The incarnation has always provided me incredible motivation for mission. Jesus willingly left heaven, comfort, glory, and his Father. He made his home among us and gave himself for us. There could be no greater example of missionary life.
But what about missionary children like mine? Most aren’t party to their parents’ life decisions. Some are born in foreign hospitals. Others wake up on airplanes in unknown lands.
In one of childhood’s (and parenthood’s) most significant moments, many walk into school on the first day with no friends, a teacher they can’t understand, and food for lunch they’ve never tasted.
And then there’s every grandparent’s fear: will they be safe? These little treasures move into the backyard of terrorists, into the bush far from quality medical care, or into megacities where children frequently go missing.
Mom and Dad may have chosen to risk their lives for the sake of the gospel, but do they have the right to put their children in harm’s way? It’s a legitimate question. And on my worst days, it still haunts me.
I’ll never forget the words of encouragement I received from a pastor and friend before our family left for our new home in Central Asia. He’d traveled many times to India and South Asia, and without exception, the parents he’d met along the way were happy with their decision to raise children overseas.
“The incarnation provides hope and peace when we consider the plight of our own children. Jesus, after all, didn’t simply come as the God-man—he came as a child.”
Sure, there were difficulties, but they had no regrets. As he recalled, many felt the move was best for their kids. After five years of life in a Muslim country with our three children, I don’t doubt the words of those missionary parents. But I can’t say I always share their sentiments.
To some degree our children did well. They viewed Asia as their home, more so than America. They learned the language, made friends, and adapted to the culture. If we went to the mall for dinner, my wife and I wanted McDonald’s, but our daughters preferred rice.
Yet despite their ability to acclimate, living overseas wasn’t always a wonderful experience for my children. They lived a life of goodbyes. We saw family once every year or two. They had limited options for school. We didn’t have an “established” church to attend. And they had few examples of godly, mature Christians in their lives.
At a young age they were bullied and persecuted for their faith; my son was even threatened with stoning and stabbing. This doesn’t even take into account the political instability in our region or the wars that constantly surrounded us.
On many days I wondered if I should spare my kids from this life. But then I remember the Father who did not spare his own Son.
Of course, we know that the preexistent Son, eternally equal with the Father, chose to come to earth of his own accord. The incarnation wasn’t about persuasion, coercion, or the Father’s “because I said so.”
Nevertheless, the Incarnation does provide hope and peace when we consider the plight of our own children. Jesus, after all, didn’t simply come as the God-man—he came as a child. And he knows what it is to live out the mission of his Father.
Part of the Plan
As we read the story of Jesus’s advent, we also encounter the peril of parenting a third-culture kid. God chose Mary and Joseph as the means to deliver salvation to his people, but they weren’t spared parental angst. In fact, their lives reflect that of many modern-day missionary moms and dads.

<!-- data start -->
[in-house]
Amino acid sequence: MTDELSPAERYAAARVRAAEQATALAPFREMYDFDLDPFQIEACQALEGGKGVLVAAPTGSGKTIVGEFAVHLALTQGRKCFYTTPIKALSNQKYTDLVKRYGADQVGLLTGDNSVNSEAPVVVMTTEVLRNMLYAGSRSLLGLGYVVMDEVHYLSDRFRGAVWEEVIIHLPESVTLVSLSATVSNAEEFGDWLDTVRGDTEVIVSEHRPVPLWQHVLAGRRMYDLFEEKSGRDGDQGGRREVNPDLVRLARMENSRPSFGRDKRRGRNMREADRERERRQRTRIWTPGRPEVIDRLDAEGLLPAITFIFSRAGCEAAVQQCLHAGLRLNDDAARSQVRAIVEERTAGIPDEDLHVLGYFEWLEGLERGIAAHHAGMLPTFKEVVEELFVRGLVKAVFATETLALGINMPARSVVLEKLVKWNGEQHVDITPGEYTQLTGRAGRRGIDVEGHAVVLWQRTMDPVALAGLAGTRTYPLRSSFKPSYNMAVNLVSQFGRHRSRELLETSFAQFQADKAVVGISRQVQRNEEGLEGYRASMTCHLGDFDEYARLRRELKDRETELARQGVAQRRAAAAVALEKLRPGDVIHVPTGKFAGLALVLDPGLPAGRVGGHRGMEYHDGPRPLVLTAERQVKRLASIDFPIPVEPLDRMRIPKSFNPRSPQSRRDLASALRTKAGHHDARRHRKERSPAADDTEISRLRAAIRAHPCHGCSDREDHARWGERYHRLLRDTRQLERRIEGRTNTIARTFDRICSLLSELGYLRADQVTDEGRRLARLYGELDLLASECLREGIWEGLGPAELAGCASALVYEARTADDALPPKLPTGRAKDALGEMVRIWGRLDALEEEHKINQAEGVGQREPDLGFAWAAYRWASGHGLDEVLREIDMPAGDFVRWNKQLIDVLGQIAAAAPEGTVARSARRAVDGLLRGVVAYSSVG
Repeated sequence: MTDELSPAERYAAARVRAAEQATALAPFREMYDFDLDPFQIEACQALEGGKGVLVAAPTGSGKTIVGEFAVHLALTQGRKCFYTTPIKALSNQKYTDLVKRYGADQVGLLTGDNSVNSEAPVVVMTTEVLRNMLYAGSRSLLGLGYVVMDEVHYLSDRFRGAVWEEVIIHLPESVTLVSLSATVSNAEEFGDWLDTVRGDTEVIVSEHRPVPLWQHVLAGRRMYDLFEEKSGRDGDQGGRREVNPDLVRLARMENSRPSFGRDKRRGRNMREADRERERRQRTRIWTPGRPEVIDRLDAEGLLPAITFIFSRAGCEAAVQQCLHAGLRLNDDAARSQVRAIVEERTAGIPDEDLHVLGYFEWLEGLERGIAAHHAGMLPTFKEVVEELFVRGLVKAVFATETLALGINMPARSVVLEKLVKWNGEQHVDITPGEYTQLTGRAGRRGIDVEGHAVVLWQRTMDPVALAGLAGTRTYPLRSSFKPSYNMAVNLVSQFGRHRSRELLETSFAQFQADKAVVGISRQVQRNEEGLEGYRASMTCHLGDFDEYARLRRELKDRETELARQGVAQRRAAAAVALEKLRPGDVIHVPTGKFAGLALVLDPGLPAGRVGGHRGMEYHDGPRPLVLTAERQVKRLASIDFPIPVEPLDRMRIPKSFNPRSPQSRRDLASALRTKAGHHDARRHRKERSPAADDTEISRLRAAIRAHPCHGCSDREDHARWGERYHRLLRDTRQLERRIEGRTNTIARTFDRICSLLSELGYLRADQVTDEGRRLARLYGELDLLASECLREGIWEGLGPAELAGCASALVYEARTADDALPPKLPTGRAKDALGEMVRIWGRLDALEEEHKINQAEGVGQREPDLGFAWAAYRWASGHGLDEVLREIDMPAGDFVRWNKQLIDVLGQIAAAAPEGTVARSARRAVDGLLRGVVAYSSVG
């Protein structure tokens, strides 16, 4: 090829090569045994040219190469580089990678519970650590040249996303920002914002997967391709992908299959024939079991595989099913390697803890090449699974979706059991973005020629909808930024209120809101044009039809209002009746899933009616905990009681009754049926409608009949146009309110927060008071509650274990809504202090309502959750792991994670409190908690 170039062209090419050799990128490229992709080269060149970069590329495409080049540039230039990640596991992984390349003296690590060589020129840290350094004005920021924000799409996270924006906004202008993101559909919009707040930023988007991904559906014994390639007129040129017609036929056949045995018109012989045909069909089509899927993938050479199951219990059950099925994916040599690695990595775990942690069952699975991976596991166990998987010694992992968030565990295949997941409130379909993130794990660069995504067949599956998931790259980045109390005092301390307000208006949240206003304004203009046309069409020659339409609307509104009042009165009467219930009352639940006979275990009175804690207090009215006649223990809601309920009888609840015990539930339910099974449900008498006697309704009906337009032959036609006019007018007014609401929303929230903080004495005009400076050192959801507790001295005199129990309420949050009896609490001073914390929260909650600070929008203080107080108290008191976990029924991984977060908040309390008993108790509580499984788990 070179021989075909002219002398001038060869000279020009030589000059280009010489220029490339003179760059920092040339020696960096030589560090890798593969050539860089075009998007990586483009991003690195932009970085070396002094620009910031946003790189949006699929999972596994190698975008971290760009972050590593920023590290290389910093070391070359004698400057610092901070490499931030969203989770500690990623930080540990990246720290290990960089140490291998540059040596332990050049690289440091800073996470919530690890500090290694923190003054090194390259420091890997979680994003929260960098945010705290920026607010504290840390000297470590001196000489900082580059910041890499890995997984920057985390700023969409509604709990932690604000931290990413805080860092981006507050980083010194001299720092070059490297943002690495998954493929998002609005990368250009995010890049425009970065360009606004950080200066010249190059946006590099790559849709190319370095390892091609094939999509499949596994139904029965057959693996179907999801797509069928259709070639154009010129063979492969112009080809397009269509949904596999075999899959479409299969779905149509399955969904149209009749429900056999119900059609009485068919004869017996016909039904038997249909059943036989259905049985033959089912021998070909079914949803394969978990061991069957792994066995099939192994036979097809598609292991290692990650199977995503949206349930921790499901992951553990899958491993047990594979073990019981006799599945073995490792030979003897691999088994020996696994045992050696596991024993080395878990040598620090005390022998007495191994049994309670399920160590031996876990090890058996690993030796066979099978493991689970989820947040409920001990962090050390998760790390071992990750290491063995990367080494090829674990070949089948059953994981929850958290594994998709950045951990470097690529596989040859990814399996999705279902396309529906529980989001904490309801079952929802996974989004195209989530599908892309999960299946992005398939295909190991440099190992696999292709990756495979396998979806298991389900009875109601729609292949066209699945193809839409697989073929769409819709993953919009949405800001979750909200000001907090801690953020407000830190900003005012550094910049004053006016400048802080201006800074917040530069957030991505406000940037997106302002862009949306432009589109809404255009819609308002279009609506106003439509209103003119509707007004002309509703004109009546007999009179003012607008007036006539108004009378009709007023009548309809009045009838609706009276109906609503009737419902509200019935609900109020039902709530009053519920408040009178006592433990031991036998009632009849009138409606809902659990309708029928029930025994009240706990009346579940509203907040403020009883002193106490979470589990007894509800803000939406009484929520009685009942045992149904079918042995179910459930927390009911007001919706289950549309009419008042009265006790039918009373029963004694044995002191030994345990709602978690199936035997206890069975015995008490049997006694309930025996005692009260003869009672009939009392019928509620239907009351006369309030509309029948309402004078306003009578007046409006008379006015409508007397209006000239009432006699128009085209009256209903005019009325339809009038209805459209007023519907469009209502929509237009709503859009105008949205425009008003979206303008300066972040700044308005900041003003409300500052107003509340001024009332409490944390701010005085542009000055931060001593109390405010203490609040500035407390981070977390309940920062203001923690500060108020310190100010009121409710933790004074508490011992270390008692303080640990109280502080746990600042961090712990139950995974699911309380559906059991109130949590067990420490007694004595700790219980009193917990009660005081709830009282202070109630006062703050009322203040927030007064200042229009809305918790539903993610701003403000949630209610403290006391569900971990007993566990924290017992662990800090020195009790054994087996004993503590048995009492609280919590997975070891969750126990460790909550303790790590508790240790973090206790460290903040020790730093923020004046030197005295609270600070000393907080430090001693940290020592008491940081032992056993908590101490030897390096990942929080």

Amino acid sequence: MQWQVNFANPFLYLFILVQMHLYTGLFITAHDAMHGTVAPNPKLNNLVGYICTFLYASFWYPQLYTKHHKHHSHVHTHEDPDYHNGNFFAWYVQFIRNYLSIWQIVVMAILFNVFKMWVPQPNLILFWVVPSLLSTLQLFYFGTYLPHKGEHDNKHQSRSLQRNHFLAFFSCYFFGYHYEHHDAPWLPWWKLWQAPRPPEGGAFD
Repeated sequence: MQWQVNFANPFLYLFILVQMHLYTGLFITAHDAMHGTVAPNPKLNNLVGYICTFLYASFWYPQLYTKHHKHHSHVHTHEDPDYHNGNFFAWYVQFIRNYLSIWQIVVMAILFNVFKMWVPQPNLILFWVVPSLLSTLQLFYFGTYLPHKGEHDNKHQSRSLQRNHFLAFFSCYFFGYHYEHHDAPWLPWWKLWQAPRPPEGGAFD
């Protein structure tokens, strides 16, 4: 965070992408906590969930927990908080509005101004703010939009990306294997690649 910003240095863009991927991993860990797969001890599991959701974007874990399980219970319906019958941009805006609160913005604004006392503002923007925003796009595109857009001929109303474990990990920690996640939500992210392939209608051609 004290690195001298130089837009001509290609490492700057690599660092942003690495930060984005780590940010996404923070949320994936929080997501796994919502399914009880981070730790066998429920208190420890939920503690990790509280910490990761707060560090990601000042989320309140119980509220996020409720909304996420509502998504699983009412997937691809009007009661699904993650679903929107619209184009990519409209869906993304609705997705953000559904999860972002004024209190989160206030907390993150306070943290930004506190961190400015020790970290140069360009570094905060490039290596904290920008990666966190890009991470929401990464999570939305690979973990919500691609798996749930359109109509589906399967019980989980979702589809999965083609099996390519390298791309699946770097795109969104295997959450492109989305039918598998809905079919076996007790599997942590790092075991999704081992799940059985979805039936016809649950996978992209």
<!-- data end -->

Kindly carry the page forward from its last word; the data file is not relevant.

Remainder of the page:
When we encounter the narrative in the Gospels, a political ruling had sent them on a long journey, dangerous for both mother and child. Mary didn’t have the luxury of giving birth in a clean and comfortable environment, even by the standards of the day. Shortly after their son’s birth, the local ruler threatened his life.
The young family had to flee almost overnight to another land. During their stay in Egypt, they likely had to learn to navigate in a foreign language. Joseph must’ve wondered how such turmoil and suffering could be God’s plan for his beloved son.
When Herod finally died, the family returned to Israel but settled in Nazareth out of fear; they still didn’t know if Bethlehem was safe. In all of this, they experienced the upheaval, uncertainty, and loneliness of constantly being on the move. They finally decided where to live, not based on convenience or comfort, but where they thought their son wouldn’t be killed.
But these details are only part of the story, for Matthew and Luke give us a broader picture. Beyond what Joseph could see in the daily struggle to protect his family, God was invisibly orchestrating events. Governmental decrees, threats, bloodshed, arduous journeys, regime changes, and even survival-based decision making were part of God’s mysterious plan.
“In the end, we hold little hands through passport control, knowing that God is holding us in his.”
Jesus was to be born in Bethlehem. He was to be called out of Egypt. He was to be raised in Nazareth. The dangers didn’t thwart the Father’s design; they were part of it. And they were for good.
Missionary parents don’t haphazardly or casually passage children across the globe. We have fears. We live with uncertainty. We sometimes choose out of survival more than strategy. And we’re not always sure we’ve made the best decisions.
But in the end, we hold little hands through passport control, knowing that God is holding us in his. We serve a Father who knows what it is to lose his Son. And we take great confidence in his ability to work all things for good. The incarnation teaches us so.
Elliot Clark (MDiv, The Southern Baptist Theological Seminary) lived in Central Asia for six years where he served as a cross-cultural church planter along with his wife and three children. He is currently working to train local church leaders overseas.